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The 4-cylinder Sunbeam Alpine Series 1 sports car, launched in 1959, had gained a solid reputation for its comfort and handling, both on and off the track.
However, in terms of performance, it was sadly lacking.
Rootes realised that it needed more power, but did not have a suitable alternative engine.
Since their financial position was deteriorating owing to crippling strikes, the idea of designing a new engine was out of the question.
They therefore approached Ferrari to redesign the current engine since they felt that being associated with such a prestigious carmaker would have enormous benefits.
Unfortunately, in the end, negotiations came to nothing.
To complicate matters, in late 1962, the racing driver Jack Brabham had suggested adding a Ford V8 engine to the Alpine.
Sadly, at that time, this idea fell on unsympathetic ears at Rootes.
The concept of putting a large American engine into a small European car was not new, and had been accomplished with such models as the Nash-Healey and the Facel Vega.
Indeed, the most successful of such marriages was when Carroll Shelby fitted a Ford V8 engine into an AC Ace sports car to produce the celebrated AC Cobra.
Ian Garrad, a Rootes American Motors Manager, had found that most of the alternative engines he had considered were too large, and simply would not fit into the Alpine engine bay.
The solution was found in the form of the 260 cubic inch Ford V8 engine used in the Ford Falcon saloon.
This unmodified engine developed 164 bhp at 4400 rpm, and offered considerable potential to increase the output by the addition of a four barrel carburettor, and modifying the intake manifold.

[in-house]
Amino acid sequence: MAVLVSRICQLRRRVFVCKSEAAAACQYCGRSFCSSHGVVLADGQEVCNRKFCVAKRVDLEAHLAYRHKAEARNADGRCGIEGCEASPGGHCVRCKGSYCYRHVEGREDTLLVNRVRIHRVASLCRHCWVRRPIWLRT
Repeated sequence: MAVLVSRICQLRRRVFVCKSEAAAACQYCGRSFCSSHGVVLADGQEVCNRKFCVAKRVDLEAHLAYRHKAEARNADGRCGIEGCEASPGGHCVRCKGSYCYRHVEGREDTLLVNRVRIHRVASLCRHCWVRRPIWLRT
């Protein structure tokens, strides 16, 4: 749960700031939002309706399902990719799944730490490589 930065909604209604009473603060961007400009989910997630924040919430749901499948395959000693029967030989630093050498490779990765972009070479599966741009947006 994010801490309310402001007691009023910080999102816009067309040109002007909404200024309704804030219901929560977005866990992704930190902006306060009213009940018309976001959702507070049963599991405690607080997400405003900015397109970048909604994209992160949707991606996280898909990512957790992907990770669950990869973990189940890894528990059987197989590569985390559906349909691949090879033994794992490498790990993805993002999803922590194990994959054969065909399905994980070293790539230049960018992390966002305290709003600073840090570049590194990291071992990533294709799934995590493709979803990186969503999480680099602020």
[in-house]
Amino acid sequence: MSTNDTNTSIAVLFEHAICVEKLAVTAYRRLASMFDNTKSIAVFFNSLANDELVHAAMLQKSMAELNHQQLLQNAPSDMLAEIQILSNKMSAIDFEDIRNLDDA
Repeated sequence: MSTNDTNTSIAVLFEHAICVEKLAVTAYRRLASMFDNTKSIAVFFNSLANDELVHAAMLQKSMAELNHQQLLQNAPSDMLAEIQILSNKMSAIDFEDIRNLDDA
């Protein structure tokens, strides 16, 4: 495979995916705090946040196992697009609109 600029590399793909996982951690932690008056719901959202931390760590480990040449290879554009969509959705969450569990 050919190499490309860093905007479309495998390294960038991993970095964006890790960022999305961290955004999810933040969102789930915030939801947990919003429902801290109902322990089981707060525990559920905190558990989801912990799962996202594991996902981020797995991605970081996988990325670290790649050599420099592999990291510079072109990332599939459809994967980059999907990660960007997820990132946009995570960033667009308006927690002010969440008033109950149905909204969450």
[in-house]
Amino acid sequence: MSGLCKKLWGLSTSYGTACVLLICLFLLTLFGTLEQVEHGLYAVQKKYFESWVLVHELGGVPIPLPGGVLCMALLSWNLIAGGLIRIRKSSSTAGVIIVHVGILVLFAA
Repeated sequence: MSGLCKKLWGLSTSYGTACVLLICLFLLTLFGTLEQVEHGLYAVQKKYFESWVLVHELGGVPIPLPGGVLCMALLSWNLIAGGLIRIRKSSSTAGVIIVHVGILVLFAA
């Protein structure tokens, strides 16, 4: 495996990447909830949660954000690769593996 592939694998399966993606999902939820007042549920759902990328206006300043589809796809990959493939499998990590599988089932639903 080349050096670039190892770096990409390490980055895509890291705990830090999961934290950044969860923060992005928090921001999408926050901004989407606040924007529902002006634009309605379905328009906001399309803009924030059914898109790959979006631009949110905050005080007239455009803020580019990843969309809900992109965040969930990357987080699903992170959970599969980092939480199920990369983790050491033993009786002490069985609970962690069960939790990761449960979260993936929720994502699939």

Garrad then approached Carroll Shelby and Ken Miles, both legends on the racing circuits, who both agreed to work independently on the project.
In May 1963, with a budget of $800, Miles was given an Alpine Series 2, a Ford Falcon engine, and a two speed automatic gearbox and produced a working V8 conversion in only a week.
His prototype made use of a number of the Alpine's components, including the recirculation ball steering.
On the other hand, Shelby's prototype involved:
The Shelby prototype was finally chosen, and was designated the name Thunderbolt.
The Ford V8 engine was only 3.5 inches longer than the unit it replaced and, consequently, was a tight fit in the Alpine's engine bay.
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In July 1963, following 40,000 miles of testing, the Shelby prototype was shipped to the UK for Lord Rootes and his team to assess.
As it turned out, he was so impressed that he immediately negotiated a deal for the supply of 3,000 Ford V8 engines, sufficient to cover the projected sales of the Thunderbolt for the first year.
In order to accommodate the large V8 engine, the chassis and suspension were modified.
Although this additional strengthening increased the overall weight of the car, the resulting power-to-weight ratio was still outstanding.
Rootes Group then conducted their own development programme on the Thunderbolt in order to ensure that it was suitable for mass production.
The interior of the car was very similar to that of the Alpine Series 5, upon which it was based.
In 1926, Henry Seagrave established a world land speed record of 153 mph whilst driving a V12 racing car that he had commissioned from the Sunbeam Motor Company.
In honour of his achievement, the Thunderbolt was renamed the Sunbeam Tiger sports car.
In essence, the Tiger was, initially, a Series 4, and ultimately, a Series 5 Sunbeam Alpine fitted with either a Ford 260 or 289 cubic inch, Windsor V8 engine.
In April 1964, the Sunbeam Tiger sports car was launched at the New York Motor Show.
With the Tiger in place, Sunbeam's competition was no longer MG's and Triumphs, as it had been with the Alpine but, instead, a move into the higher league of Jaguars and Corvettes.
Automatic transmission was available as an optional extra.
As standard equipment, the Tiger was fitted with a Ford twin choke (two barrel) carburettor.
However, high performance optional equipment was made available through Sunbeam dealerships, in the same way as comparable kits were distributed through Ford dealers for owners of the Ford Mustang.
Typical of such optional equipment for the Tiger included:
With such equipment fitted, the V8 engine was now capable of developing anything up to 245 bhp.
The stage was now set for the production of the Mark 1 Sunbeam Tiger sports car, which began in June 1964.
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